Bermuda: The Local Experience

It’s not too often that I have the opportunity to explore a new culture from the perspective of a true local. Sometimes I am unable to get this “local” experience due to a lack of connections at a given location, a concern for safety, or even the disinterest from those in the group that I am traveling with, but when the chance arises, I jump at it.

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Exploring new territories with locals often provides a much different experience than adventuring on your own. Not necessarily better, but often more authentic.  From connecting with the culture, hearing stories, tasting authentic foods, learning, and living the day-to-day life, it’s truly an unreplicable experience.

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On a recent visit to Bermuda, this is exactly what I was able to do. The hometown of one of my best friends, I was extended an invitation to visit Bermuda and learn more about this island’s beautiful history and my friend’s culture. We planned for our trip to coincide with both her birthday and the Labor Day holiday. Being that we were planning to stay in the family home that she grew up in, I was only responsible for my flight and expenses for food or excursions.  With a combination of Delta Skymiles and Chase Sapphire Rewards points, I was able to totally cover the cost of the round trip flight, leaving just the expenses of meals and activities.

Aside from staying where the locals stay in Bermuda, I wanted to be intentional with the places that we ate at, the activities that we did, and generally with how we spent our time.  During our 6 day visit, we made sure to get a delicate balance of exploration and relaxation, taking time to attend local games, sight-see, and of course, lounge on the beautiful pink sand beaches. If you’re ever in Bermuda, here’s my list of must-dos and must-sees that helped me to truly connect with the culture:

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  1.  Attend a cricket game
  2. Visit the Horseshoe Bay Beach
  3. Eat where the locals eatIMG_3309
    1. Cambridge Beach- Buffet style with beautiful views
    2. Swizzle Inn-Local eatery with some Bermudian delicacies
    3. Mickey’s Restaurant at Elbow Beach- Fancy Night Out
    4. Seaside Grill- You must get the fish sandwich
  4. Indulge in the Bermudian National Dish- Codfish breakfast served traditionally with potatoes, boiled egg, onions, mayonnaise, and ketchup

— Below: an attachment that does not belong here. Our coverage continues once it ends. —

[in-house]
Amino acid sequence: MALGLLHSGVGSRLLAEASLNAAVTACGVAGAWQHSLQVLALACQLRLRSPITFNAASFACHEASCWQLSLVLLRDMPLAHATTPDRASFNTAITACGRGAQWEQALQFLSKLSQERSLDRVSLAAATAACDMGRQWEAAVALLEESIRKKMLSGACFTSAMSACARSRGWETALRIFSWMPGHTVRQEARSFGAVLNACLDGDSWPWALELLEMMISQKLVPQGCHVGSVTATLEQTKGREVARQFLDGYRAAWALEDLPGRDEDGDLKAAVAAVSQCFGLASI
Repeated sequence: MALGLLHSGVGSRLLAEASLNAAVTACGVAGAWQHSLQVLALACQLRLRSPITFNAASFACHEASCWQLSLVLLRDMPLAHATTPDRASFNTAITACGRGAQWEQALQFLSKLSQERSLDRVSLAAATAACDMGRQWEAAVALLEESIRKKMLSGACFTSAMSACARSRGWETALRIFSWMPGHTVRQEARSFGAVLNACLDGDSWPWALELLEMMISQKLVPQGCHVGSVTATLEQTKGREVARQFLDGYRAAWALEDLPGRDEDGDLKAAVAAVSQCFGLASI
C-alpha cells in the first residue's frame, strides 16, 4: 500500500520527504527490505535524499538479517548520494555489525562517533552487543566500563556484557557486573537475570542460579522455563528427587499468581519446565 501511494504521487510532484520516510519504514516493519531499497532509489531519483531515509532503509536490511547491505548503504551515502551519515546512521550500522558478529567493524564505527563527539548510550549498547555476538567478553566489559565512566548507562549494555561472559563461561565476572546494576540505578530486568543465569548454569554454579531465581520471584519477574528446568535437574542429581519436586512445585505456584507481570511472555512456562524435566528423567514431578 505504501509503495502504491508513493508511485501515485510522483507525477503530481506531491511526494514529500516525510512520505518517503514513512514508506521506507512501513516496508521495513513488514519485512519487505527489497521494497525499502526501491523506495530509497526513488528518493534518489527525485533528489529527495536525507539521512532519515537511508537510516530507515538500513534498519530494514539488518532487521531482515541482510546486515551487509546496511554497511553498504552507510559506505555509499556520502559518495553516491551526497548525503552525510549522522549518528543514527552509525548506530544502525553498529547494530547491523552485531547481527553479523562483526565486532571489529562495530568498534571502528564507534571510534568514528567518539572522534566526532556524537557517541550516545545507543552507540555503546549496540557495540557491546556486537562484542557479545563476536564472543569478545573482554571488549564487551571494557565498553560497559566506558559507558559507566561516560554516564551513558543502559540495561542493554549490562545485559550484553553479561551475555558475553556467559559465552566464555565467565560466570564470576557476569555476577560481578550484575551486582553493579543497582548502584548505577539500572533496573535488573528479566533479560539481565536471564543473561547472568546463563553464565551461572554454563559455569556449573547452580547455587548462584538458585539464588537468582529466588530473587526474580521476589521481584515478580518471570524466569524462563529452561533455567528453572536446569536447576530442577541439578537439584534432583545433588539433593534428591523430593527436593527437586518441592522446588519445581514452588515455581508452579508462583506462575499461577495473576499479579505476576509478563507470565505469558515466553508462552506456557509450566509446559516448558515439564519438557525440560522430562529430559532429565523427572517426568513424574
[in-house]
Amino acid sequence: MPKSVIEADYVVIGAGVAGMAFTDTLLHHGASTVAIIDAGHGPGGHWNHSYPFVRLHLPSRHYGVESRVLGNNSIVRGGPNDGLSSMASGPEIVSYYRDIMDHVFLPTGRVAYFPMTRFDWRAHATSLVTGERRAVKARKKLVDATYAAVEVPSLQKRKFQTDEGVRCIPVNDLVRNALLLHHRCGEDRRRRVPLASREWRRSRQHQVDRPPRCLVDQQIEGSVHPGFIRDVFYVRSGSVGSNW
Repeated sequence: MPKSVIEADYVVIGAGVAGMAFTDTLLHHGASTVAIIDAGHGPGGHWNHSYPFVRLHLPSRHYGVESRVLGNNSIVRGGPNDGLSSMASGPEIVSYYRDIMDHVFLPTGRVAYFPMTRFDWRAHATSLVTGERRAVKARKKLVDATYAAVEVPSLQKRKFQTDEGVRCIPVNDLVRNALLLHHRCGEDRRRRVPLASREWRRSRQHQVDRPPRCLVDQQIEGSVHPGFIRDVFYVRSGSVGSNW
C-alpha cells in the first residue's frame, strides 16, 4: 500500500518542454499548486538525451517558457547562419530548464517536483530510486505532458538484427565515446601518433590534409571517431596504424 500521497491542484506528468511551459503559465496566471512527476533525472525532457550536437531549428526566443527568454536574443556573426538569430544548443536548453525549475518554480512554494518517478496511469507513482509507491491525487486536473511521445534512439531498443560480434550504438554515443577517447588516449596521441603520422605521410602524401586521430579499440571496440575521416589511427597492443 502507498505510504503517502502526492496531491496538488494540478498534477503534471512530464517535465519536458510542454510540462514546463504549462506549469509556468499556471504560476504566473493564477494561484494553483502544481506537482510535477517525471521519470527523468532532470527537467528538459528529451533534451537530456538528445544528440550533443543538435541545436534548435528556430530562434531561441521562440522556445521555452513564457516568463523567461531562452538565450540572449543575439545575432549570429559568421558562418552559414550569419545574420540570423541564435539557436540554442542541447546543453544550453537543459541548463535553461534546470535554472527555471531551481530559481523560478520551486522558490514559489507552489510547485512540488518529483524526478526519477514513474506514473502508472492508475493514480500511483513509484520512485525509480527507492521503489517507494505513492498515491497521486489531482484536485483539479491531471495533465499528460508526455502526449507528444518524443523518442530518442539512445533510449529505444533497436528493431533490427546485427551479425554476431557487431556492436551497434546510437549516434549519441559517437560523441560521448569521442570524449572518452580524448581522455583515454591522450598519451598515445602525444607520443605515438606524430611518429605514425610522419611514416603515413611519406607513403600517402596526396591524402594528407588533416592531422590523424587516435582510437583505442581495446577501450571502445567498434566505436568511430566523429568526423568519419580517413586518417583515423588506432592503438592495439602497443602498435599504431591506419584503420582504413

5. Stay in an Airbnb
  6. Attend a local pool party at the Coco Reef “Bermuda’s Best Beach Resort”
  7. Visit the Crystal Cave 
  8. Take a boat tour- Learn about the island’s history and other fun facts 

Other notes about Bermuda:

  1. It’s expensive. Most of my recent travels have been spent in Southeast Asia and South America where the USD goes far. In Bermuda, the exchange rate is 1 to 1 and the average cost of a carton of eggs is $9 Bermudian Dollars. In total, I spent about $250 on food and drinks during my visit.
  2. The beaches, the people, and the architecture, all beautiful. Take time to take it all in, exploring by foot, car, or moped. I did not see a lot of options for public transportation during my visit, aside from a few public buses and the ferry.
  3. Bermuda is a quick ride from the East Coast. With daily departures, you can arrive from Boston or NY to Bermuda in less than 3 hours.
  4. Not a part of the Caribbean, this beautiful island is too often overlooked by tourists and the Bermudian government is looking to change this. Visit their official site for sample itineraries, Island tips, and a list of places to stay.
  5. Bermuda is a British territory, with 138 islands, with the top 8 being connected by bridges and causeways. It is fairly simple and quick to navigate around the island.

I encourage everyone to get a local travel experience whenever possible. Take time to talk to people, learn their stories, be vulnerable, openly embrace new cultures, and to get comfortable with being uncomfortable. It’s important to manage expectations in these moments. Between Instagram, the boom of travel influencers, and lack of knowledge, there can be a fabricated idea of what a particular location will be like and that can lead to disappointment and often a culture shock. But with a little pre-planning and an open mind, you’ll open yourself to a whole new world of possibilities, literally.

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“If knowledge is power, then curiosity is the muscle”– Danielle LaPorte